It is for this reason that I am extremely grateful to the hon. Gentleman for giving me this opportunity of trying to clear away some of the misconceptions which have arisen as to why we have appointed particular people to the Committee and also as to its terms of reference. The job is vital and it is a very difficult one, as all hon. Members to date on both sides have admitted. It is concerned with the consumer who, as the right hon. Member for Lewisham, South (Mr. H. Morrison) once said, is "everybody". It is very difficult to find someone who can represent everybody. I spent twenty-five years in market research finding out what the consumer wants, what his preferences are, and the like, but I do not think that even after that experience I could stand at the Dispatch Box and speak as an expert on what he wants or does not want.
The work of the Committee is concerned with the problems of every home in the land, with the problems which are at the heart of family life and with matters which are vital to everyone's material well-being and happiness. Not only that, but the Committee's remit entitles it to make recommendations touching upon the business of every manufacturer, wholesaler and retailer in the country. Confidence is therefore vital, because there are many conflicting views to be resolved, and if the solutions proposed by the Committee are to earn general acceptance it must be recognised that they are honest conclusions unswayed by political influence or by dogma of any kind. Anyone who approached such a matter lightly or with thought of political advantage would rightly deserve and receive the country's scorn and contempt. I thought that the hon. Member for Hillsborough was a little below his usual form when he said that it was a matter of party politics. We in the Tory Party have an honourable record concerning the protection of the consumer, and I can assure the hon. Gentleman that our sincerity is as great as his.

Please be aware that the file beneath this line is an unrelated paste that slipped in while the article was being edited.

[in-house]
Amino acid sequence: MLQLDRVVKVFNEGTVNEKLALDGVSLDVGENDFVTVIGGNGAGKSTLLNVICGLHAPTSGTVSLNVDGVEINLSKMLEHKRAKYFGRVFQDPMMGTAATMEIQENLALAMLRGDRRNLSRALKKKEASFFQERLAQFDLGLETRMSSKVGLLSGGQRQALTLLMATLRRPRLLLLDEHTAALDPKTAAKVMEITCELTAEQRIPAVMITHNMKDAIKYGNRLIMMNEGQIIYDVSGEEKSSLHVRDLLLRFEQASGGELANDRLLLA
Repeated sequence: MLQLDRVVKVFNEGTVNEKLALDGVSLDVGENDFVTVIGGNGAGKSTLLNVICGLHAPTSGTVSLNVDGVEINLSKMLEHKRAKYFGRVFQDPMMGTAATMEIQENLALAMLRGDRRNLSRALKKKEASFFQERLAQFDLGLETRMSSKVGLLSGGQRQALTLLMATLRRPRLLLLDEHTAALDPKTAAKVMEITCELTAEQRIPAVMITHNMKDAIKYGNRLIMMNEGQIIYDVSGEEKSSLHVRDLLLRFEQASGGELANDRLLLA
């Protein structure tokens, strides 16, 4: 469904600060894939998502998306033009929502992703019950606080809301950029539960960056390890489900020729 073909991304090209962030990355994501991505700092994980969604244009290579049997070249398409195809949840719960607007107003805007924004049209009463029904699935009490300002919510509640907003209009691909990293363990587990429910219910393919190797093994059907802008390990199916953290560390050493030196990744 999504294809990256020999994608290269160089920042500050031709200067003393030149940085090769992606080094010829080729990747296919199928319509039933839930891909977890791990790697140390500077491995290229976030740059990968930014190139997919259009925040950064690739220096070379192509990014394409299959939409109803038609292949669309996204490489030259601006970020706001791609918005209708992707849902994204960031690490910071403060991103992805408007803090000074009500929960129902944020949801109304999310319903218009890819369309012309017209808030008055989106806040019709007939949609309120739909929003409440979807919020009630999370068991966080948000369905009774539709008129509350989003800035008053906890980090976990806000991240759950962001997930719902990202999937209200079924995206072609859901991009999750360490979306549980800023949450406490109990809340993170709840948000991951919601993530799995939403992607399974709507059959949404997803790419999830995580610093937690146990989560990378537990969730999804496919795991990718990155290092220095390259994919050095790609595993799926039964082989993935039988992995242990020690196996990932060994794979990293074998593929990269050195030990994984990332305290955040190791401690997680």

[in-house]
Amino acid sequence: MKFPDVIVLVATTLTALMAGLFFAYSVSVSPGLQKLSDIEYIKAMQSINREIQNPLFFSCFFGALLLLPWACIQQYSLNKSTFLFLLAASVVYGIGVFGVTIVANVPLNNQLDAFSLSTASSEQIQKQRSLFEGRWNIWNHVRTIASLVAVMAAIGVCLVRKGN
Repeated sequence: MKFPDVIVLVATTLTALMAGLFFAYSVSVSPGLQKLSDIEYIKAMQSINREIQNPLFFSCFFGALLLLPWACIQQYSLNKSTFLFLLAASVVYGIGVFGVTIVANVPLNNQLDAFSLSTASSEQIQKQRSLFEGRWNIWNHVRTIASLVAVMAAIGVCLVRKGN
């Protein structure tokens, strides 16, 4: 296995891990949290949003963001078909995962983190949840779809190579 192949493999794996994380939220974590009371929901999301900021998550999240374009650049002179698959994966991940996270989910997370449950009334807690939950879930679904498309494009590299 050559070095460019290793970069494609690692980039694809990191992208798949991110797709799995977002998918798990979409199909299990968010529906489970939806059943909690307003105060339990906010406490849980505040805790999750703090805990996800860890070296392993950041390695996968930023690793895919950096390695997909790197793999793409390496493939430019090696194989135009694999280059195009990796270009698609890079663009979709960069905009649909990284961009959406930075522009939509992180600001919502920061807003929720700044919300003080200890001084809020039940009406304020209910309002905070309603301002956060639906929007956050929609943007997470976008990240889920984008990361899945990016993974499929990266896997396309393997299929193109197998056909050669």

I can say quite categorically at the outset that nothing has been further from the minds of my right hon. Friend and myself in setting up the Committee.
I think that we must first try to understand the task that confronts the Committee. It is not the kind of Committee whose main function is merely to elicit facts and views. There are committees which are set up whose job it is to collect all available evidence on a particular subject, to tabulate it and to clearly state what are the facts of the problem. On such committees experts on the subject are appointed and that is the quickest way of getting the job concluded.
The facts and views which have been expressed so freely in recent years on this subject could reasonably enough be put together without going to the trouble of setting up a committee. The problem is rather this: that the same set of facts in this field produce widely differing views about the appropriate solution—views which I think we must all recognise are for the most part honestly and passionately held by those who propound them.
There are those, for example, who consider that there are not enough standards for consumer goods. I think the hon. Lady the Member for Coventry, South (Miss Burton) thinks that something should be done to circumvent the difficulties or objections which sometimes prevent there being more. This school of thought—if I may call it that—wants more regulations. But there is another side which says just as sincerely that it is sometimes impossible to evolve such standards and make them the foundation of consumer buying without at the same time stultifying technical progress.
Again, some would like to see adherence to minimum standards made compulsory; there are others who feel that it would be a thoroughly bad thing if the man who wanted a cheap pair of sandals in which to knock about on the beach and to throw them away at the end of his holiday were unable to get them because they did not conform to a minimum standard.
Some see a need for an independent national consumers' body; others believe that, in practice, this could achieve far less than its proponents suggest. Should there be such a body? Should there be several? Should the Government support the bodies already operating in this field? That, I think, was the suggestion of my hon. Friend the Member for Belfast, West (Mrs. McLaughlin). These are the kind of questions that the Committee will seek to answer.